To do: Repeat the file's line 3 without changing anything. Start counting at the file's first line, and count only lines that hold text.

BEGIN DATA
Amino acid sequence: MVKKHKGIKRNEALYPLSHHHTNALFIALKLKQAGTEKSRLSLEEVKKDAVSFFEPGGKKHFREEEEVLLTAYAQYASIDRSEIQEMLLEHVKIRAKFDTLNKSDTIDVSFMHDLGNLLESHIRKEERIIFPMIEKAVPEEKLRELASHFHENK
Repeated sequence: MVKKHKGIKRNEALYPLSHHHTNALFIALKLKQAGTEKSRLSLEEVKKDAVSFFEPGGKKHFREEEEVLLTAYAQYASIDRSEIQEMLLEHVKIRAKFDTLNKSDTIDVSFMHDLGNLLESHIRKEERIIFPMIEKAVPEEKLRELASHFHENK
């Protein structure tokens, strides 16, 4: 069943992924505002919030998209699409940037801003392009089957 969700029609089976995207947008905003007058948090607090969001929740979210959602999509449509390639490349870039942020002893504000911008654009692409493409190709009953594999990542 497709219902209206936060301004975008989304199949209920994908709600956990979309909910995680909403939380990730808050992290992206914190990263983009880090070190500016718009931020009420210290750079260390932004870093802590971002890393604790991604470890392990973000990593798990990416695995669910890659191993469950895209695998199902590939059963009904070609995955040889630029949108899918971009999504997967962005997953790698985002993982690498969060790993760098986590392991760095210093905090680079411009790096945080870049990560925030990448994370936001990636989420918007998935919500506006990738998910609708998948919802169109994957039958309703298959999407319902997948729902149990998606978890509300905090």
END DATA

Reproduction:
């Protein structure tokens, strides 16, 4: 069943992924505002919030998209699409940037801003392009089957 969700029609089976995207947008905003007058948090607090969001929740979210959602999509449509390639490349870039942020002893504000911008654009692409493409190709009953594999990542 497709219902209206936060301004975008989304199949209920994908709600956990979309909910995680909403939380990730808050992290992206914190990263983009880090070190500016718009931020009420210290750079260390932004870093802590971002890393604790991604470890392990973000990593798990990416695995669910890659191993469950895209695998199902590939059963009904070609995955040889630029949108899918971009999504997967962005997953790698985002993982690498969060790993760098986590392991760095210093905090680079411009790096945080870049990560925030990448994370936001990636989420918007998935919500506006990738998910609708998948919802169109994957039958309703298959999407319902997948729902149990998606978890509300905090």